How do I choose an LLM?
The LLM is a postgraduate law degree, otherwise known as a masters. It is available to both law and non-law graduates, or anyone with an equivalent qualification. When choosing an LLM it is important to do your research and consider your own circumstances, interests and the type of study that best suits you and your personality.
Like a full-time undergraduate degree and as the name implies, if you choose to do a full-time LLM, you will have to spend most of your time doing this degree. It would be extremely difficult to balance work on top of this degree, as you would be spending about 40 hours a week on the degree doing lectures, seminars, further reading, and other work. A full-time LLM will take about a year to complete.
The benefits of doing a full-time LLM are the short amount of time it takes to complete the degree and the fact that you can get a true university experience while completing your studies. However, it can be very difficult to fund and may require you to move away from friends and family.
Alternatively, a part-time LLM allows you to keep working while also completing your degree, as you will only spend about 20 to 25 hours on studies a week. Therefore, university hours tend to take place in evenings and on the weekend to allow for time to work and take care of other responsibilities.
The amount of time it will take to complete your degree will vary, however it will typically be double the full-time length ( one year full-time, two years part-time). However, this may be a better option than the full-time LLM if you have other obligations or need a way to self-fund.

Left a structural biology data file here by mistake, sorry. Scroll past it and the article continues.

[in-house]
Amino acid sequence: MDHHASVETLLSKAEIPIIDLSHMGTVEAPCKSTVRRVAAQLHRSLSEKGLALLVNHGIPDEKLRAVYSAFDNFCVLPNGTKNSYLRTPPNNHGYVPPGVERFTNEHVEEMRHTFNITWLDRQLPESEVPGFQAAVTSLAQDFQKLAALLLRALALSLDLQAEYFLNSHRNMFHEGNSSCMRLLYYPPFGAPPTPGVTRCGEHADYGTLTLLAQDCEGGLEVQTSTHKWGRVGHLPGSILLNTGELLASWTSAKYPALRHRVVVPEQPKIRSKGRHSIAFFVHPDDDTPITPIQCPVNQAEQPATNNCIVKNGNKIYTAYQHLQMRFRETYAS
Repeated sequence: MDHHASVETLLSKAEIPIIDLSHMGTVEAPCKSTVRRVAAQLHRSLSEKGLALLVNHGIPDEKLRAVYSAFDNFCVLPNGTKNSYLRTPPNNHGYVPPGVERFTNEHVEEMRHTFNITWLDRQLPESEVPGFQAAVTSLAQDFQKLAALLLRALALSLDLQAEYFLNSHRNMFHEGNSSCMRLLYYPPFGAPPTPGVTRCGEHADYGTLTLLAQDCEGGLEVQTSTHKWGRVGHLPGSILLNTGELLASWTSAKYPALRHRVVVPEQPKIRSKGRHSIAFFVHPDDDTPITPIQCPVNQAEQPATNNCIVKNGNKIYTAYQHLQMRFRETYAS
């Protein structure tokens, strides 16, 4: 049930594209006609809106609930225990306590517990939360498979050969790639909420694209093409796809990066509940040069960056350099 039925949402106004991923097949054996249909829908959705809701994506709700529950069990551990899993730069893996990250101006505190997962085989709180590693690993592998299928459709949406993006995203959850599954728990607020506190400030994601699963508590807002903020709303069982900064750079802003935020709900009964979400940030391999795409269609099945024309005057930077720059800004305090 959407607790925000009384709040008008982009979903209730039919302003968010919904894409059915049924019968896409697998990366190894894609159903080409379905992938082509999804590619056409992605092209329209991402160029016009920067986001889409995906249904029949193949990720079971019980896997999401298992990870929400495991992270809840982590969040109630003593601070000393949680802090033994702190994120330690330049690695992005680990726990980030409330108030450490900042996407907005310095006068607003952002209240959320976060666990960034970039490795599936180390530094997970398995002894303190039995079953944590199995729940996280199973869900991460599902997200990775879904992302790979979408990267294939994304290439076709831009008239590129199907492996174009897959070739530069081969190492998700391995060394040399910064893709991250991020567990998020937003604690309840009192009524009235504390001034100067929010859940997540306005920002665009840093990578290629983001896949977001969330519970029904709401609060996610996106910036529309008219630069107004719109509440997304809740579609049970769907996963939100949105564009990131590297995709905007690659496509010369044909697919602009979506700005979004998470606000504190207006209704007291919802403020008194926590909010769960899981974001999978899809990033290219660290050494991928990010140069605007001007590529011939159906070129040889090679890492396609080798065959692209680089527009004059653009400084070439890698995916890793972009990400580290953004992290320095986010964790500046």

All the work in a distance learning LLM will be completed online over email and with virtual lectures and seminars. This option can be done full-time or part-time. This can be beneficial if the costs of in-person tuition are too high, and will help you save on transport costs. It is also especially helpful if you already have a job or other commitments in a certain location, which would make it difficult for you to leave.
However, one downside is missing out on the traditional university experience: joining societies, spending time on campus. Some people struggle with motivation without face-to-face learning.
Finances can play a big role in choosing an LLM. The cost of the degree can vary from £4,000 to over £14,000, which means that this may have an impact on the course provider that you choose. You will need to think more about financing and whether this is done yourself, via a postgraduate loan or through a bursary or scholarship. For example, by doing a part-time degree, it may be easier to fund the LLM yourself.
General vs Specialised LLM
You can choose whether to do your LLM on a broad range of topics (LLM Legal Practice), or to specialise in a specific area of law. Specialist LLM degrees include: International Human Rights Law, Mental Health Law and Environmental Law. This will depend on your interests and what you're good at.
It is important to consider your strengths and what particularly interested you in your undergraduate and during your time researching law and the various modules. Also, think about what type of law you want to work in (i.e corporate vs criminal) and what type of firm you will want to work for when deciding your module choices.
Regardless, you will have to write essays and a dissertation, so the formatting between the general LLM and specialised LLM is no different, it is merely the content that would change.